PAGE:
It has become increasingly rare to find oneself in silence. Even when we are alone or in the country, phones beep, televisions blare, and iPods beckon. Wherever we go, a constant drone surrounds us. Noise is pervasive and has become the soundtrack of our lives, so much so that it is not unusual for patients to tell me that silence scares them.
Research shows that constant noise is what we should be worried about. As a recent report highlights, in addition to hearing loss, sleep, cardiovascular function, anxiety, and even a patient’s ability to heal in a hospital after surgery are all affected by noise:
In our 24/7 society, noise is pervasive and the availability of quiet places is decreasing. We need to better understand how this constant exposure to noise is impacting our overall health. From ear buds blasting music during subway commutes to the constant drone of traffic heard by those who live or work near congested highways to the beeping of monitors that makes up the soundtrack heard by hospital patients and staff, what we hear all day impacts many parts of our bodies.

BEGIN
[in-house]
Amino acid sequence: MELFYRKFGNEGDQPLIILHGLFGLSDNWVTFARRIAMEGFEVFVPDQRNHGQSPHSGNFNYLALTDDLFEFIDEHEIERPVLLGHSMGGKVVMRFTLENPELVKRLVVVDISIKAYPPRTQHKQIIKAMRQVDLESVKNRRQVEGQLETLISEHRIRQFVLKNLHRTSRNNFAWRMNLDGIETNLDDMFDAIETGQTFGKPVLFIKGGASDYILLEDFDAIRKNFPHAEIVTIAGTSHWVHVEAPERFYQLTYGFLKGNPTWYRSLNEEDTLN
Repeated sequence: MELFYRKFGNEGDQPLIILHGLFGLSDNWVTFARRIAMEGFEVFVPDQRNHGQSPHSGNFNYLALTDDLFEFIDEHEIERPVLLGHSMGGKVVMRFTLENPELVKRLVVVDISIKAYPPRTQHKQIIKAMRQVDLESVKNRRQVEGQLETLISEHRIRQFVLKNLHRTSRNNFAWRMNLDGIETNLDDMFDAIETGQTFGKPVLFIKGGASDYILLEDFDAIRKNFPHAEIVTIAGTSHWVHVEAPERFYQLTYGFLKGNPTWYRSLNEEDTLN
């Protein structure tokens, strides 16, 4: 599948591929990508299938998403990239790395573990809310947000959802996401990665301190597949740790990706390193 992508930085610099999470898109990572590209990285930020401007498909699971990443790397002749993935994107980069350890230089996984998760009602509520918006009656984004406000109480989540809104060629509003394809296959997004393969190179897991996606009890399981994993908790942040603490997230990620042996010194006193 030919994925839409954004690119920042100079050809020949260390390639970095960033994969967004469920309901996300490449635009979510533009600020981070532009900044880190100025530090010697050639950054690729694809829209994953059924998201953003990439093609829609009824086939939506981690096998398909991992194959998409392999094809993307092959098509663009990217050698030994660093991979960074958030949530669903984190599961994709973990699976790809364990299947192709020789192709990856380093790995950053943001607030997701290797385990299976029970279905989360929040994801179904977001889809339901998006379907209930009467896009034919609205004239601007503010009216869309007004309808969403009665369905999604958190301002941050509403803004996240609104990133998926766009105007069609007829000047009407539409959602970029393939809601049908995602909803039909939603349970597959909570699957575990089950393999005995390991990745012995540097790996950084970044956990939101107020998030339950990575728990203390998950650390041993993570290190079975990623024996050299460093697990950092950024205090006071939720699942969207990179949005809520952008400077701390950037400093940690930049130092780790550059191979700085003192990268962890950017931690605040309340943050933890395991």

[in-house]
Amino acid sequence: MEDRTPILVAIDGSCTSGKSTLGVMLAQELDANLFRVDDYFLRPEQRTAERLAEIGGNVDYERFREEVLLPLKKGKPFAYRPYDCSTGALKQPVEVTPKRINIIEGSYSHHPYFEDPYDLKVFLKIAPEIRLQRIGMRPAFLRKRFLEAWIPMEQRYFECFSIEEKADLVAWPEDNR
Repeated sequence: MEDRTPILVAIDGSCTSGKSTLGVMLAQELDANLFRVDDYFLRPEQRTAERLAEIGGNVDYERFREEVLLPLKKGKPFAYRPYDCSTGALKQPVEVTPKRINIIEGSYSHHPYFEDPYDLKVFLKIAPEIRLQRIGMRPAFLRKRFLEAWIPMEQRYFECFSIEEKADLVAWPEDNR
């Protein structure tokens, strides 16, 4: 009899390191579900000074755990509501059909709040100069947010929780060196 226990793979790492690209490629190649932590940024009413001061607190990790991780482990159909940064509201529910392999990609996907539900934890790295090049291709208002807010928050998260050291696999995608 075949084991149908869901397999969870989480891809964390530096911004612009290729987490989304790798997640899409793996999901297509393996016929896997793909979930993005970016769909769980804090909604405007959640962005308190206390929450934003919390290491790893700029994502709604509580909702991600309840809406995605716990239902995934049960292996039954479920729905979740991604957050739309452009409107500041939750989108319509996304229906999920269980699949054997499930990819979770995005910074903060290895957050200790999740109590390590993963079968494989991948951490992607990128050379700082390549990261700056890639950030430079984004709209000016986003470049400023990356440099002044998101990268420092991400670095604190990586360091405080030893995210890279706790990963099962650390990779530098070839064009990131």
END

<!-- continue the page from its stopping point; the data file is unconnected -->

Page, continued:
A quiet environment allows for internal quiet and is a space for reflection. Seek out silent sacred spaces like galleries or museums. Consider “running naked” and by that I mean technologically naked, without your phone, music or any gadgets. Or go for a swim to hear the sweet sound of solitude:
As the world, with its escalating rings and pings, gets ever more hysterical, suspending yourself in water becomes ever more appealing.
As Michael Phelps points out, a pool can be the ultimate “safe haven.” It’s hot outside. Dive in for some peace and quiet.
I wish you all the best,
Dr. Samantha Boardman